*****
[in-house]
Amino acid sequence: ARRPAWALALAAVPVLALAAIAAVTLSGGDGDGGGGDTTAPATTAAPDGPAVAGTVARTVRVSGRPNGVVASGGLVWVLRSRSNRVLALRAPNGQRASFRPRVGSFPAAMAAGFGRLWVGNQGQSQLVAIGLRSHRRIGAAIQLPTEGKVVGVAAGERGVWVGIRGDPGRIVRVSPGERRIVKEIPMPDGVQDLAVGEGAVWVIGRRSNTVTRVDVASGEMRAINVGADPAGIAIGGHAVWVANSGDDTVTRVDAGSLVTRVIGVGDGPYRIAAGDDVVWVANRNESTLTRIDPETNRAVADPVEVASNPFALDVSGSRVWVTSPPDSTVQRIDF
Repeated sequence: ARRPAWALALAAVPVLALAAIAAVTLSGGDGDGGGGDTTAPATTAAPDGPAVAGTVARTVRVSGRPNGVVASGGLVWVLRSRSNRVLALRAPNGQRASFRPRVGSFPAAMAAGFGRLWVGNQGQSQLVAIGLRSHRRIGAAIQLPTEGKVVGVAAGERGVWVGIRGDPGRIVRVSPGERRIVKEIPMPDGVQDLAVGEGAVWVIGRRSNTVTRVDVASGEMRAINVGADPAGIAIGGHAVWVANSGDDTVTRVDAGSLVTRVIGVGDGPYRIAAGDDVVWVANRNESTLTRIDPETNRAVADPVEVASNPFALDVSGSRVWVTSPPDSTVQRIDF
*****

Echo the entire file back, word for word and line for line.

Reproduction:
[in-house]
Amino acid sequence: ARRPAWALALAAVPVLALAAIAAVTLSGGDGDGGGGDTTAPATTAAPDGPAVAGTVARTVRVSGRPNGVVASGGLVWVLRSRSNRVLALRAPNGQRASFRPRVGSFPAAMAAGFGRLWVGNQGQSQLVAIGLRSHRRIGAAIQLPTEGKVVGVAAGERGVWVGIRGDPGRIVRVSPGERRIVKEIPMPDGVQDLAVGEGAVWVIGRRSNTVTRVDVASGEMRAINVGADPAGIAIGGHAVWVANSGDDTVTRVDAGSLVTRVIGVGDGPYRIAAGDDVVWVANRNESTLTRIDPETNRAVADPVEVASNPFALDVSGSRVWVTSPPDSTVQRIDF
Repeated sequence: ARRPAWALALAAVPVLALAAIAAVTLSGGDGDGGGGDTTAPATTAAPDGPAVAGTVARTVRVSGRPNGVVASGGLVWVLRSRSNRVLALRAPNGQRASFRPRVGSFPAAMAAGFGRLWVGNQGQSQLVAIGLRSHRRIGAAIQLPTEGKVVGVAAGERGVWVGIRGDPGRIVRVSPGERRIVKEIPMPDGVQDLAVGEGAVWVIGRRSNTVTRVDVASGEMRAINVGADPAGIAIGGHAVWVANSGDDTVTRVDAGSLVTRVIGVGDGPYRIAAGDDVVWVANRNESTLTRIDPETNRAVADPVEVASNPFALDVSGSRVWVTSPPDSTVQRIDF